Biological Rhythms Workshop I: introduction to chronobiology.

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Abstract or Description

In this chapter, we present a series of four articles derived from a Introductory Workshop on Biological Rhythms presented at the 72nd Annual Cold Spring Harbor Symposium on Quantitative Biology: Clocks and Rhythms. A diverse range of species, from cyanobacteria to humans, evolved endogenous biological clocks that allow for the anticipation of daily variations in light and temperature. The ability to anticipate environmental variation promotes optimal performance and survival. In the first article, Introduction to Chronobiology, we present a brief historical timeline of how circadian concepts and terminology have emerged since the early observation of daily leaf movement in plants made by an astronomer in the 1700s. Workshop Part IA provides an overview of the molecular basis for rhythms generation in several key model organisms, Workshop Part IB focuses on how biology built a brain clock capable of coordinating the daily timing of essential brain and physiological processes, and Workshop Part IC gives key insight into how researchers study sleep and rhythms in humans.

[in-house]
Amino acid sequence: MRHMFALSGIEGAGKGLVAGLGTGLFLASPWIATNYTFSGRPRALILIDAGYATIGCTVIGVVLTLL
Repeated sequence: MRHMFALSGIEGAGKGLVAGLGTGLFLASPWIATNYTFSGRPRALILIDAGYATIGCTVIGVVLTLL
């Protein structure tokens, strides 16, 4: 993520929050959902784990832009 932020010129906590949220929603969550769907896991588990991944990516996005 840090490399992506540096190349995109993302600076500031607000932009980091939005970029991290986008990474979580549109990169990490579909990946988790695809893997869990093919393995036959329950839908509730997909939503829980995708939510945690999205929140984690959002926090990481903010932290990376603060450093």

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Cold Spring Harbor symposia on quantitative biology, 72, 1-6.